Bad bet, even if it has some success.

    I believe De R had an opt out after this season. Perhaps we don’t know what was discussed and the Raptors cut bait and rolled on a true top talent.

  104. OriginalPouzar says:

    VOR,

    Fantastic information, thank you.

  105. Scungilli Slushy says:

    Jaxon: “The issue here is we don’t know if these decisions were a function of mindset or simply because they were bereft of depth in the org. I suspect it’s a little of both.” I think this is a pretty good point. But I don’t believe the BOTB had a lot of influence. I think most teams would have made similar decisions regarding those individual players.

    Yakupov and Gagner and Schultz all performed quite well in their rookie seasons. It was their deployment post-rookie season which may have been where mistakes were made. I think they were all ready to play in the NHL.

    Yakupov played at a 53 point pace in his rookie season. I’ll admit, defensively, he was a tire fire, but nobody expects a #1 to not play in the NHL and most believe they will adjust over time as they figure things out. Yakupov never could figure it out as expected. I think most teams would have struggled similarly.

    Schultz played at a 46 point pace in his rookie season as a 23-year-old who had proved all he could at the NCAA and AHL levels and he ended up with the 3rd best Corsi Rel among Oilers D and had more D Zone starts than OZone starts and played 21.5 minutes per game on a shitty team. He certainly looked ready that season.

    Gagner is a similar case to Yakupov. He played well in his rookie season but had some defensive issues. He scored at a 51 point pace. His D issues weren’t as great as Yak’s and he did improve over time. He was the 2nd best C on the Oilers behind Horcoff and did quite well. They gave Brodziak the tougher assignments as far as zones go and Gagner got O-zone and more minutes as a player with more offensive upside.

    I think being on a shitty team was more detrimental than rushing them.

    Gagner and Yak despite talent are marginal NHL players. Schultz is a highly paid specialist that can’t play top comp, Yak and Gagner can’t either.

    For me one way O guys have to be tremendous scorers or it is a net loss. Schultz is the luckiest kid going , riding coattails to 2 Cups getting his points while others did the important work that wins games; especially playoff games.

    The young skilled Oilers of a few years ago could dazzle but they couldn’t win.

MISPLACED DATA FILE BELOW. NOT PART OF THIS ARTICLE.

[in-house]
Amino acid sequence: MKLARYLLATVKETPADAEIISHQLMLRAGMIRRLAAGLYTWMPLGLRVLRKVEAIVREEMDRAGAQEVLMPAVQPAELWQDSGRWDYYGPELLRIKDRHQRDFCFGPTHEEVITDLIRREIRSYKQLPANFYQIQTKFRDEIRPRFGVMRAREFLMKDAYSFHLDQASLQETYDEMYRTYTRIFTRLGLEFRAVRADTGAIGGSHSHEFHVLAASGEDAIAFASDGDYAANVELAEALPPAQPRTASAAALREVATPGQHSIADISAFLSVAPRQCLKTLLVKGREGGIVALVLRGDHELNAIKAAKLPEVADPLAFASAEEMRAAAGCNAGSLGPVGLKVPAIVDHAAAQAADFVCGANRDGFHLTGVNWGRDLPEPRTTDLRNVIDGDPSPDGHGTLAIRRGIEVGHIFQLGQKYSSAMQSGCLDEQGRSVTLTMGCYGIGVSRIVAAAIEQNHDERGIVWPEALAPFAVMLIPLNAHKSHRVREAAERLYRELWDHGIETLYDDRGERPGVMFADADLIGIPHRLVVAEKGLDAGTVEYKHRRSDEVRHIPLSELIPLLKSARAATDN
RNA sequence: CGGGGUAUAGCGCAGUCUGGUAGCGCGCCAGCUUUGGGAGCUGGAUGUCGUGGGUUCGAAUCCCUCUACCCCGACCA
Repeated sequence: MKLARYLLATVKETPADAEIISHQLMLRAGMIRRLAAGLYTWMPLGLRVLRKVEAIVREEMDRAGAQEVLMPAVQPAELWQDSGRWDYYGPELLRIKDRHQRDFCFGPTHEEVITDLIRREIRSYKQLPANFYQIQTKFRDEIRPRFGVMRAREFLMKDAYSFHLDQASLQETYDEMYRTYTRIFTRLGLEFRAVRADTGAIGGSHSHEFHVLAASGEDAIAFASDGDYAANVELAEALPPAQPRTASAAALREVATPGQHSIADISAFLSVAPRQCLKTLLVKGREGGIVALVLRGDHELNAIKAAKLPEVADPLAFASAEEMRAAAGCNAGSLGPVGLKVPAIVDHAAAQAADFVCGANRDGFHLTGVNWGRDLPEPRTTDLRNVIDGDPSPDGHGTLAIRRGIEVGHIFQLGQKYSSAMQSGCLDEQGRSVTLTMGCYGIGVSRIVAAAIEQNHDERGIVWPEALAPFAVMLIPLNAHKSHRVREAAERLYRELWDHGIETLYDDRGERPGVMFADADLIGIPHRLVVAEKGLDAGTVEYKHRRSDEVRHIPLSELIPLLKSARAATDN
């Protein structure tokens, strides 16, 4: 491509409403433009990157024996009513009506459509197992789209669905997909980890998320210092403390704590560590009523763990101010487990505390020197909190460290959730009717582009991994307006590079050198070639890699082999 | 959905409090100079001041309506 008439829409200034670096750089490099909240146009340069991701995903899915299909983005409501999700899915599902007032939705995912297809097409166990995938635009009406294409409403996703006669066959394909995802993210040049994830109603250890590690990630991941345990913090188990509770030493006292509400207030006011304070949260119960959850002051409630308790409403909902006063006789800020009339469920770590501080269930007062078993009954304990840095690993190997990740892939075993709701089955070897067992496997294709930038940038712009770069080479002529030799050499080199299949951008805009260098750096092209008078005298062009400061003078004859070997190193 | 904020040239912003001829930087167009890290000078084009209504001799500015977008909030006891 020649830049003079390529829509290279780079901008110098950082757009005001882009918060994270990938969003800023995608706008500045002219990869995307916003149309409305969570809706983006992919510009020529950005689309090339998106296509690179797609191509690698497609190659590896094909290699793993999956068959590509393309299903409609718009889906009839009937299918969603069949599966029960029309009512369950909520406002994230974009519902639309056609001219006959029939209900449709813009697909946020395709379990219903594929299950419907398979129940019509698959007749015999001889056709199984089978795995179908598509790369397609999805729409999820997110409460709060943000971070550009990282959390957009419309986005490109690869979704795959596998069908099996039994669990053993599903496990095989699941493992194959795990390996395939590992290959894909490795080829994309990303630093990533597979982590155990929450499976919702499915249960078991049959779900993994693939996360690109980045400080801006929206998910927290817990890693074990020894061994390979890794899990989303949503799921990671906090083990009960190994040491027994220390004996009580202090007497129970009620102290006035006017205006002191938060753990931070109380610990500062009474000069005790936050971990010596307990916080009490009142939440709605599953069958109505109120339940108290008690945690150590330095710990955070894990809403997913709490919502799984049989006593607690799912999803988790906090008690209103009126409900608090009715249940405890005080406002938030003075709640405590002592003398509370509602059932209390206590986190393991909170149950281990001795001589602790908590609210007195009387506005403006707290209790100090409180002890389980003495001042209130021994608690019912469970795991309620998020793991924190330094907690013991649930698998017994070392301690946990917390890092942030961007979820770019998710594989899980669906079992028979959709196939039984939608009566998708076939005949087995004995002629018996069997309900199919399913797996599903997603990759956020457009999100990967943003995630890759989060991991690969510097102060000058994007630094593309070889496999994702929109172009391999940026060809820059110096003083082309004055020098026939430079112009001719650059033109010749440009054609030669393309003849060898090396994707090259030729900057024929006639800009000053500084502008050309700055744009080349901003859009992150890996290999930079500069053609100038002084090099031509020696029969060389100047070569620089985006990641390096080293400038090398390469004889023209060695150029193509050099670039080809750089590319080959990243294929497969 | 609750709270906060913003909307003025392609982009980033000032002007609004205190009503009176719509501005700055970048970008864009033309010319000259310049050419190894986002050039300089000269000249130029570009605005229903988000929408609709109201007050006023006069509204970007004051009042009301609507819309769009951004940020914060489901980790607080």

For Bouchard, if he can pick up the system he’ll be on the team. They’ll forgo the miscues if he gets the big picture, which Bear struggled with as most do. I have no idea what they will do with an extra regular D. Maybe the pine makes someone waive an NMC.

  106. Scungilli Slushy says:

    Bag of Pucks:
    Jaxon,

    It’s not just what you get (points production), it’s what you give up. And also your ability to play a role within a larger system.

    A big factor in rushing these players is they didn’t learn the defensive chops to be effective two way players first in the A and then later by graduating up the pro depth chart.

    I’m not a huge MacLellan fan but he’s taking the right approach with JP imo. Job #1 for Jesse is his play away from the puck. When TMac is satisfied with that, he gives Puli the carrot of more mins or better linemates. As it should be.

    I get the impression TM takes age into account. JP is clearly a better player than Rattie or Cags to me, but they are older. Placeholders while the key youth get enough at bats.

    With Yama, I think he’s mentally ahead of JP, he might get the initial push, but if JP gets to where he can he’ll pass Yama.

  107. VOR says:

    leadfarmer: The same thing could be said about Griffin Reinhardt.
    There’s a huge difference between an elite junior player and a good NHLer
    Not saying those two players are comparable.Just saying that there’s a huge variance in elite junior players where they end up so all this talk about tendon thickness is really pretty bs.We really have no idea about his mitochondrial counts either.
    You can tune up your explosiveness but you either have that level of explosion or you don’t.There’s not a big issue with skating technique where he’s not converting energy well.If you have a 12 inch vertical with lot of explosiveness training and strength and conditioning training you may get 15 inches but you are not getting to two feet.
    There’s many levels of aggressiveness.You could be Scott Stevens aggressive, which yes is hard to train a person to be, or you can be Nik Lidstrom aggressive where you tie up the stick and mark the player, that is a teachable skill.
    I think Bouchard will be a very good player.Kind of Ryan Whitney type for the short period he was with us and healthy.I don’t expect an elite skating D.
    And please keep him away from the NHL this year.Rookie 18 year old D don’t help you win.I don’t think Dahlen will help the Sabres win much this year.The game is just so much faster than juniors that these guys are universally just not ready